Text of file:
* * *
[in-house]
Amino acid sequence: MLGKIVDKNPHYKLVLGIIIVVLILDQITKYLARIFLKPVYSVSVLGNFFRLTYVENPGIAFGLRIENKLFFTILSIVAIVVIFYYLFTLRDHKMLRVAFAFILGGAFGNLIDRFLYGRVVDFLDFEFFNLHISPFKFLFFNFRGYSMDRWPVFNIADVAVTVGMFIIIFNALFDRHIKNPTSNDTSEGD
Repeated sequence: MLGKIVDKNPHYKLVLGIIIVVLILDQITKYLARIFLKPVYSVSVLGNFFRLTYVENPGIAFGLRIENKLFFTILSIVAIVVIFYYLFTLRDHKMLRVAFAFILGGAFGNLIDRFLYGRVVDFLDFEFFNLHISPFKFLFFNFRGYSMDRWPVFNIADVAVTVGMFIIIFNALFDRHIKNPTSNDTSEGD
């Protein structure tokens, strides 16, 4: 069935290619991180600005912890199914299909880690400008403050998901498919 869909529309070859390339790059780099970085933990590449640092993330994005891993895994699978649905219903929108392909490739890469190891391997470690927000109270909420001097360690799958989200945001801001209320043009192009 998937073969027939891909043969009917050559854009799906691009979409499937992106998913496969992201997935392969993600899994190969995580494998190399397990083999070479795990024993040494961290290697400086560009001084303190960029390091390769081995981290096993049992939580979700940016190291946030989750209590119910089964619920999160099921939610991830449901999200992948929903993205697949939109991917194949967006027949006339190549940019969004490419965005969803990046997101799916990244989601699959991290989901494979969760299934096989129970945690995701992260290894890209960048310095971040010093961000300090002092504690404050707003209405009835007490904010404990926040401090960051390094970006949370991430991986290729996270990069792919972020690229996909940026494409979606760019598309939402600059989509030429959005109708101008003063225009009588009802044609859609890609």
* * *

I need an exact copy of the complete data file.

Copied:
[in-house]
Amino acid sequence: MLGKIVDKNPHYKLVLGIIIVVLILDQITKYLARIFLKPVYSVSVLGNFFRLTYVENPGIAFGLRIENKLFFTILSIVAIVVIFYYLFTLRDHKMLRVAFAFILGGAFGNLIDRFLYGRVVDFLDFEFFNLHISPFKFLFFNFRGYSMDRWPVFNIADVAVTVGMFIIIFNALFDRHIKNPTSNDTSEGD
Repeated sequence: MLGKIVDKNPHYKLVLGIIIVVLILDQITKYLARIFLKPVYSVSVLGNFFRLTYVENPGIAFGLRIENKLFFTILSIVAIVVIFYYLFTLRDHKMLRVAFAFILGGAFGNLIDRFLYGRVVDFLDFEFFNLHISPFKFLFFNFRGYSMDRWPVFNIADVAVTVGMFIIIFNALFDRHIKNPTSNDTSEGD
């Protein structure tokens, strides 16, 4: 069935290619991180600005912890199914299909880690400008403050998901498919 869909529309070859390339790059780099970085933990590449640092993330994005891993895994699978649905219903929108392909490739890469190891391997470690927000109270909420001097360690799958989200945001801001209320043009192009 998937073969027939891909043969009917050559854009799906691009979409499937992106998913496969992201997935392969993600899994190969995580494998190399397990083999070479795990024993040494961290290697400086560009001084303190960029390091390769081995981290096993049992939580979700940016190291946030989750209590119910089964619920999160099921939610991830449901999200992948929903993205697949939109991917194949967006027949006339190549940019969004490419965005969803990046997101799916990244989601699959991290989901494979969760299934096989129970945690995701992260290894890209960048310095971040010093961000300090002092504690404050707003209405009835007490904010404990926040401090960051390094970006949370991430991986290729996270990069792919972020690229996909940026494409979606760019598309939402600059989509030429959005109708101008003063225009009588009802044609859609890609």